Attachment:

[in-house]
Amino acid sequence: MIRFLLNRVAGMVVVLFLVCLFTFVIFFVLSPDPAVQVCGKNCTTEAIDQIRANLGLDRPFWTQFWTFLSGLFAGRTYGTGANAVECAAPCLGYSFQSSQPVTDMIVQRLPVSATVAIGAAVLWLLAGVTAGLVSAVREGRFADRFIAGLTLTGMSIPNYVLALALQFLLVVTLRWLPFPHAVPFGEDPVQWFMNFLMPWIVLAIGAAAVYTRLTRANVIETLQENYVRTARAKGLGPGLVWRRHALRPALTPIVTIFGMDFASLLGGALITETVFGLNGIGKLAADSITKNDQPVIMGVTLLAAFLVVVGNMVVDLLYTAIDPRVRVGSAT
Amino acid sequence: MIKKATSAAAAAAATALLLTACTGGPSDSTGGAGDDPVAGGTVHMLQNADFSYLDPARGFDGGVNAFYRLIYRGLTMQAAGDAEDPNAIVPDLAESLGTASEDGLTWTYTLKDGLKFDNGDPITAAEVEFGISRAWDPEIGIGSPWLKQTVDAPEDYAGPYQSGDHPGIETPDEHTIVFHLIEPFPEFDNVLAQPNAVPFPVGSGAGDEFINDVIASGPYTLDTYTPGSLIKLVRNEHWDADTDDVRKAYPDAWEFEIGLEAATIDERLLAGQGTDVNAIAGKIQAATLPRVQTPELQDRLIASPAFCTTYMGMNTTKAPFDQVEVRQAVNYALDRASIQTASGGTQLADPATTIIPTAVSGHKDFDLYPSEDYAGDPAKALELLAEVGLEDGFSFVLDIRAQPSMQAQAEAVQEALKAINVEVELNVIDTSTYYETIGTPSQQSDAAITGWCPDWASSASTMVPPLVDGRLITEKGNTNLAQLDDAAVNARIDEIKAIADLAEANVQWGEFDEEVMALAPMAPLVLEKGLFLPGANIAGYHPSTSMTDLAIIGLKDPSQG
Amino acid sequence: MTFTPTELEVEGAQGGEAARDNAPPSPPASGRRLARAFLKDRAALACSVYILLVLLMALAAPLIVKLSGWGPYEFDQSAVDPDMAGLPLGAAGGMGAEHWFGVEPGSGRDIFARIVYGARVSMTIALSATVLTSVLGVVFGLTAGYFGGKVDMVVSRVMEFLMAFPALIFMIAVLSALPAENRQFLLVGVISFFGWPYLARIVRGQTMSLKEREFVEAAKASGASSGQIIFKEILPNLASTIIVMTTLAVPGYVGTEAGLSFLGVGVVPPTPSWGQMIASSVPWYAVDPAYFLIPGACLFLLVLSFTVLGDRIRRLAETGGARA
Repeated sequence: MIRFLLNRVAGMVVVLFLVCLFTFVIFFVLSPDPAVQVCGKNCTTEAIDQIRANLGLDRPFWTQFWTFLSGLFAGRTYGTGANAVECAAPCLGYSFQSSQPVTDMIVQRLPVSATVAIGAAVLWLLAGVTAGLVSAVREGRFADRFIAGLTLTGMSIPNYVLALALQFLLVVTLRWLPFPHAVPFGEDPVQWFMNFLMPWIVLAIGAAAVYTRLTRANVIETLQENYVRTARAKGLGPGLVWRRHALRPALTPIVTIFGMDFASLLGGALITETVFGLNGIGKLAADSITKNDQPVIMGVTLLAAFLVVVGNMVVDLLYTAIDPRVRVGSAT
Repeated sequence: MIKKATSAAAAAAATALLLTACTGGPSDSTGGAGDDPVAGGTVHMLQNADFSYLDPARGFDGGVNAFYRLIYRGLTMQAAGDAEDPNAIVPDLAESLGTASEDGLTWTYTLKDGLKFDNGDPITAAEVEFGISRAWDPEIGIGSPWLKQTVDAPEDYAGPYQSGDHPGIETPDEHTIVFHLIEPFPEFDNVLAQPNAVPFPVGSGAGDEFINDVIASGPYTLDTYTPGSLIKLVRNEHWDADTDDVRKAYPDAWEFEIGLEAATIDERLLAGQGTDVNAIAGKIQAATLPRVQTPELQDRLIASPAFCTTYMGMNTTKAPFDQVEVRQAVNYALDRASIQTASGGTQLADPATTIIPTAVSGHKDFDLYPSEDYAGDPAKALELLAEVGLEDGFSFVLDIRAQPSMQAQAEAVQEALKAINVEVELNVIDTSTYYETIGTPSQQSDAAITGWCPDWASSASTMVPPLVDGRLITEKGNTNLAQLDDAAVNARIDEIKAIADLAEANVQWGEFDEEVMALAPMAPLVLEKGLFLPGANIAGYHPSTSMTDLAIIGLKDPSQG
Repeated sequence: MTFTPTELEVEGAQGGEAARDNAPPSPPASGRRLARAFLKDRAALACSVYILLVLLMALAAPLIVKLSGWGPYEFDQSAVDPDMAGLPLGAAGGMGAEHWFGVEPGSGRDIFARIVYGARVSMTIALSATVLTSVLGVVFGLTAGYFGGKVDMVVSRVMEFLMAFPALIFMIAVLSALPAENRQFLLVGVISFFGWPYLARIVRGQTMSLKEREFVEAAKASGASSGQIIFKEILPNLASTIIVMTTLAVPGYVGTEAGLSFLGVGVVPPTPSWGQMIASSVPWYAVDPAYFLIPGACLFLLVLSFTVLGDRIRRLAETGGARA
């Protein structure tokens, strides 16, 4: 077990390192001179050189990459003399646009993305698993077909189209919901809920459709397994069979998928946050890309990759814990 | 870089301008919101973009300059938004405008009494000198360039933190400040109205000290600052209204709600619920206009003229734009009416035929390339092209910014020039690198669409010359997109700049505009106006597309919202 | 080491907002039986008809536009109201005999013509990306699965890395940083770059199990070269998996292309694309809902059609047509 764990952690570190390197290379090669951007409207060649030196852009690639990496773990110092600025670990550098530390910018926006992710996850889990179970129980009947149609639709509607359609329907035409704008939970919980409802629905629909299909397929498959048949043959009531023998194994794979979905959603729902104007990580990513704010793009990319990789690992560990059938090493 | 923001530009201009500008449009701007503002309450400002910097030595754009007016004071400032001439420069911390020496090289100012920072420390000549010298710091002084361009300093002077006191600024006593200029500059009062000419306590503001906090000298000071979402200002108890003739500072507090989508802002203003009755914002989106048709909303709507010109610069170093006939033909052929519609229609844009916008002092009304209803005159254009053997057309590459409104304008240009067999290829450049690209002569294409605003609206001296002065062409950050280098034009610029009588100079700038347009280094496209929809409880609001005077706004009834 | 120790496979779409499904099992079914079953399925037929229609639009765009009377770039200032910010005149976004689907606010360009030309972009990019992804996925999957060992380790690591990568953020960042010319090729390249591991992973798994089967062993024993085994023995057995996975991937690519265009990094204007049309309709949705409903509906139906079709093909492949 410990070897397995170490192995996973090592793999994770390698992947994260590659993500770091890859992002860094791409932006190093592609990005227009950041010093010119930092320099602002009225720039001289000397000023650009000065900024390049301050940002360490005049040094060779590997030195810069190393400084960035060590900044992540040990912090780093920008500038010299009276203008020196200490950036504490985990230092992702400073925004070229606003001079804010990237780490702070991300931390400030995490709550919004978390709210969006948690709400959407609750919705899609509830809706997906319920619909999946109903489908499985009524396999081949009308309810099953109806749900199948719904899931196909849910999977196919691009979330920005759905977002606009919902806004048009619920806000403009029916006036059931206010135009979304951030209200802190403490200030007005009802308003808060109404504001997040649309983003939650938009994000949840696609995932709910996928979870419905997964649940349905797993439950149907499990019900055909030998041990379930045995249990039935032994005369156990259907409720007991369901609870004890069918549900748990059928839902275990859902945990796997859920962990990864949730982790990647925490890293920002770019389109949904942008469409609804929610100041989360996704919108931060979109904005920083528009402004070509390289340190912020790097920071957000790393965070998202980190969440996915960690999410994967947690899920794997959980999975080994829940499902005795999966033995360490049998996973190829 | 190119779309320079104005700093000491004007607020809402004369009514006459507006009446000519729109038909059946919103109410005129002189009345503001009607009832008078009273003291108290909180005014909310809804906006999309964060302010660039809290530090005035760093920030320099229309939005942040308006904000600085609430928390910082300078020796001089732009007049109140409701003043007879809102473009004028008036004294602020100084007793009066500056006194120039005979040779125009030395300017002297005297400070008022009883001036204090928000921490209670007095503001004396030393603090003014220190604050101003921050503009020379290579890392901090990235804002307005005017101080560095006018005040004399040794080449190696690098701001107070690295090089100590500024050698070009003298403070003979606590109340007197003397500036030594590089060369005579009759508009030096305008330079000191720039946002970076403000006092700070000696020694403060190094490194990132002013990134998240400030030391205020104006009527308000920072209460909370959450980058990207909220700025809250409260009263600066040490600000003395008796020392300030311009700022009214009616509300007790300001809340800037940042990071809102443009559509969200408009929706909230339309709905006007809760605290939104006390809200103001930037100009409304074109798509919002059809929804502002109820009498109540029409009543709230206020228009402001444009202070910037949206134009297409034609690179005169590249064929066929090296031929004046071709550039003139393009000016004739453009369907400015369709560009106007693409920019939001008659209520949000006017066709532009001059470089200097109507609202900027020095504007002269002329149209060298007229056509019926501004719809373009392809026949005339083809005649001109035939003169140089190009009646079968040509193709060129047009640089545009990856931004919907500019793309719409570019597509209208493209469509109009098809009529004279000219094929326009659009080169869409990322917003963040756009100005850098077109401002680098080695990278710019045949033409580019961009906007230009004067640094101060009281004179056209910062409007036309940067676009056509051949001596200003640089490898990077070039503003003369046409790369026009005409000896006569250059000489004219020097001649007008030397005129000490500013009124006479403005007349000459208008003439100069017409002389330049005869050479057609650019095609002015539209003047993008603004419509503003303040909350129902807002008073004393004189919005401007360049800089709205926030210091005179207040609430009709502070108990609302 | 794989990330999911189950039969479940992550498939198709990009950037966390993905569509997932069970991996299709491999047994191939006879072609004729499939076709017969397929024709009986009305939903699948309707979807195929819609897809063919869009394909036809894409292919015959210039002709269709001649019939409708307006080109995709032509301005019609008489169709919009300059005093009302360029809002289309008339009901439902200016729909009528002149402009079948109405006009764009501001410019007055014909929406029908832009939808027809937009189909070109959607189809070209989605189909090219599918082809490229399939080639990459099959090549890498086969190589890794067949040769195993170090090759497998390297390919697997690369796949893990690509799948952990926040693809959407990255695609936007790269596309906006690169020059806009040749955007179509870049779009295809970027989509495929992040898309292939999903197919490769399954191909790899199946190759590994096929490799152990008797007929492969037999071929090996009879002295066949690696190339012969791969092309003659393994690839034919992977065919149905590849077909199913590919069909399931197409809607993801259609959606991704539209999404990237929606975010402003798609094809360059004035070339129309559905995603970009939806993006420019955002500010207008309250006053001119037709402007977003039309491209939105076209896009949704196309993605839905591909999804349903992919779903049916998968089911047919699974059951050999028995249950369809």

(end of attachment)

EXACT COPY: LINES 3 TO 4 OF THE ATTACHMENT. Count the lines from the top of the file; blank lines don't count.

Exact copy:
Amino acid sequence: MIKKATSAAAAAAATALLLTACTGGPSDSTGGAGDDPVAGGTVHMLQNADFSYLDPARGFDGGVNAFYRLIYRGLTMQAAGDAEDPNAIVPDLAESLGTASEDGLTWTYTLKDGLKFDNGDPITAAEVEFGISRAWDPEIGIGSPWLKQTVDAPEDYAGPYQSGDHPGIETPDEHTIVFHLIEPFPEFDNVLAQPNAVPFPVGSGAGDEFINDVIASGPYTLDTYTPGSLIKLVRNEHWDADTDDVRKAYPDAWEFEIGLEAATIDERLLAGQGTDVNAIAGKIQAATLPRVQTPELQDRLIASPAFCTTYMGMNTTKAPFDQVEVRQAVNYALDRASIQTASGGTQLADPATTIIPTAVSGHKDFDLYPSEDYAGDPAKALELLAEVGLEDGFSFVLDIRAQPSMQAQAEAVQEALKAINVEVELNVIDTSTYYETIGTPSQQSDAAITGWCPDWASSASTMVPPLVDGRLITEKGNTNLAQLDDAAVNARIDEIKAIADLAEANVQWGEFDEEVMALAPMAPLVLEKGLFLPGANIAGYHPSTSMTDLAIIGLKDPSQG
Amino acid sequence: MTFTPTELEVEGAQGGEAARDNAPPSPPASGRRLARAFLKDRAALACSVYILLVLLMALAAPLIVKLSGWGPYEFDQSAVDPDMAGLPLGAAGGMGAEHWFGVEPGSGRDIFARIVYGARVSMTIALSATVLTSVLGVVFGLTAGYFGGKVDMVVSRVMEFLMAFPALIFMIAVLSALPAENRQFLLVGVISFFGWPYLARIVRGQTMSLKEREFVEAAKASGASSGQIIFKEILPNLASTIIVMTTLAVPGYVGTEAGLSFLGVGVVPPTPSWGQMIASSVPWYAVDPAYFLIPGACLFLLVLSFTVLGDRIRRLAETGGARA